Objective: To test the hypothesis that our inner city obstetric patients who have been infected with sexually transmitted diseases (STDs) will have a higher prevalence of hepatitis C virus infection than the general population and to identify specific risk factors and high-risk groups. Methods: All patients in our prenatal clinic (July 1997-April 1999) who tested positive for one or more STDs were asked to return for hepatitis C antibody testing. Medical charts of all patients who returned for hepatitis C testing were reviewed. Results: A total of 106 patients with STDs were tested for hepatitis C. Positive screening tests for anti-hepatitis C antibody were found in 6.6% (7/106) of the patients (95% CI = 2.7-13. 1%). This frequency is significantly higher than the hepatitis C prevalence (1.8%) in the general United States population (p = 0.006). Multiple logistic regression analysis confirmed only older age (p = 0.016) and positive HIV status (p = 0.023) to be significant predictors of hepatitis C infection. Conclusions: Inner city STD-infected obstetric patients are at high risk for hepatitis C infection compared with the general population. Increasing age and HIV-positive status are risk factors which are significantly associated with hepatitis C infection.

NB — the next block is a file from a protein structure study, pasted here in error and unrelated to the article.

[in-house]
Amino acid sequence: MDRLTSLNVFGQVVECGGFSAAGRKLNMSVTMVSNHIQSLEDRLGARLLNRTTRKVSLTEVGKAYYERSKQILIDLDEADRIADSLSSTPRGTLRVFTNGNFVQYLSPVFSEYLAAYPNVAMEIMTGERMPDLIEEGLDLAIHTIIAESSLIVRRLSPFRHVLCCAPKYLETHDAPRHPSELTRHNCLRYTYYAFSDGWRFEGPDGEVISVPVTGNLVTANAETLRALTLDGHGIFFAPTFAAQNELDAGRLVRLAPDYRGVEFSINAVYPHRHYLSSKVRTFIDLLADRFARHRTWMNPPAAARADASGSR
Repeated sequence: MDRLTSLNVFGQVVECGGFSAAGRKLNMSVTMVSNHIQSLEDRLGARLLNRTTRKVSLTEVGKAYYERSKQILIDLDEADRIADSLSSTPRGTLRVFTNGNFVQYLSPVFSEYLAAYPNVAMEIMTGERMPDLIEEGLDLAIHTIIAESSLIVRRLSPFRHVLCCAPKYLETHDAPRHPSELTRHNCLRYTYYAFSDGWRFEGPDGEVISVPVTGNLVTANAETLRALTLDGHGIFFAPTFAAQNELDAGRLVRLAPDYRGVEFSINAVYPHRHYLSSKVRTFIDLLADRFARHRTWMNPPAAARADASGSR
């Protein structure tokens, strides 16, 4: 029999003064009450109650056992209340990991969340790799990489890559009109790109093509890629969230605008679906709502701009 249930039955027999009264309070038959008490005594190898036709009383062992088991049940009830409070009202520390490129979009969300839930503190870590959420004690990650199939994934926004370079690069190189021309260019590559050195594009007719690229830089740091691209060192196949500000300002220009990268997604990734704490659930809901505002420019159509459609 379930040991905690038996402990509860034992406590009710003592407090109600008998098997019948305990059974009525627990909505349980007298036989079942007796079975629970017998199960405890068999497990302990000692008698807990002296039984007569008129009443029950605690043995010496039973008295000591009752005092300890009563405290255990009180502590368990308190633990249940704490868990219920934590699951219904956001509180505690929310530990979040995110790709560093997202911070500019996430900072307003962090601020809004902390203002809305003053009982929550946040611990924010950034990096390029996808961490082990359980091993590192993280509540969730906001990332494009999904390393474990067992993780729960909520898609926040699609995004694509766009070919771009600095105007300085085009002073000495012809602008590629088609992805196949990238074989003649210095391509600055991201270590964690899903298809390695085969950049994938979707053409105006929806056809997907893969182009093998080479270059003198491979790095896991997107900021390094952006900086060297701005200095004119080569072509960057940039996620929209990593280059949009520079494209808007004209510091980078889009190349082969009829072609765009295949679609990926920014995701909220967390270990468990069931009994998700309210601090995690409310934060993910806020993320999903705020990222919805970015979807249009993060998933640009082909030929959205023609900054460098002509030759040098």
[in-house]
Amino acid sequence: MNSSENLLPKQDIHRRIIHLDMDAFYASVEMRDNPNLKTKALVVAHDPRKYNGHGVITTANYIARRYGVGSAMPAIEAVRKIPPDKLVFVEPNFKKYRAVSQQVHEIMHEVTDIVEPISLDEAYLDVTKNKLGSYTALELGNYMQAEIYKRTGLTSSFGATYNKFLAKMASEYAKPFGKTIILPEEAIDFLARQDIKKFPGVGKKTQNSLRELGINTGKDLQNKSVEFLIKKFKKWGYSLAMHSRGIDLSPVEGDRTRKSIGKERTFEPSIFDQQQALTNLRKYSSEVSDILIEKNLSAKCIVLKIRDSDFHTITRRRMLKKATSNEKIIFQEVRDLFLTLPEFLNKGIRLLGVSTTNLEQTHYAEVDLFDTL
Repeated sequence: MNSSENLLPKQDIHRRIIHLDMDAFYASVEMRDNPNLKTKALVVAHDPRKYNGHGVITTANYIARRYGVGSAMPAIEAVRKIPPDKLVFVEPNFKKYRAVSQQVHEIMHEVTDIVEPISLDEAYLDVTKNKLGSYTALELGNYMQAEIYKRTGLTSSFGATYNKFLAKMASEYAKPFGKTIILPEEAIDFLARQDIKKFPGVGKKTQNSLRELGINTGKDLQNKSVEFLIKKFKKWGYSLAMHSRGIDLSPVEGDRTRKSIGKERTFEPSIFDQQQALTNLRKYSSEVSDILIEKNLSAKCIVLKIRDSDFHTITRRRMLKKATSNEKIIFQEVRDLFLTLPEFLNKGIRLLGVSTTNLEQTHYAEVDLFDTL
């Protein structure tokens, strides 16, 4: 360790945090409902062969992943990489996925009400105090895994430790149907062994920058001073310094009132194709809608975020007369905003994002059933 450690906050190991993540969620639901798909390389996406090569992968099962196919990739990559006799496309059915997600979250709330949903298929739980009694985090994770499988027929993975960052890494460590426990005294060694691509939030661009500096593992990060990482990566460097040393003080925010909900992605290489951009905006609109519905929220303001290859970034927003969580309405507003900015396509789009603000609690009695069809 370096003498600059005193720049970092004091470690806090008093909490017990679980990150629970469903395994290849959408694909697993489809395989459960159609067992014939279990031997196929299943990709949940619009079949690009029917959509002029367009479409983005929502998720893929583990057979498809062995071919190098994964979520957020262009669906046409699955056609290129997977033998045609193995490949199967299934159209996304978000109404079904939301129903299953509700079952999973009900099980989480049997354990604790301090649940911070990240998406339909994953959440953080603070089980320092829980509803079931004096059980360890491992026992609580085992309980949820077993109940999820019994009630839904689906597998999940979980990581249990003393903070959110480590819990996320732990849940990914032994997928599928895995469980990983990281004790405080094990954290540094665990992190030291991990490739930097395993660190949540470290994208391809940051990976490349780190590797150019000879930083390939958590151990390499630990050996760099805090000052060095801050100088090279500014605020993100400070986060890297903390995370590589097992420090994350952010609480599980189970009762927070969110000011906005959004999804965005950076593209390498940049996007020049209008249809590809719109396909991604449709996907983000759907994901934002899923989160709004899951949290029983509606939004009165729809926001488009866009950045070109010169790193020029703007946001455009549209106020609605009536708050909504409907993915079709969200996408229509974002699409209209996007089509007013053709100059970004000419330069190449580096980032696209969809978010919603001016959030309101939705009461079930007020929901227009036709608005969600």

Choy, Y., Gittens-Williams, L., Apuzzio, J., Skurnick, J., Zollicoffer, C., & McGovern, P. G. (2003). Risk factors for hepatitis C infection among sexually transmitted disease-infected, inner city obstetric patients. Infectious Disease in Obstetrics and Gynecology, 11(4), 191–198. https://doi.org/10.1080/10647440300025520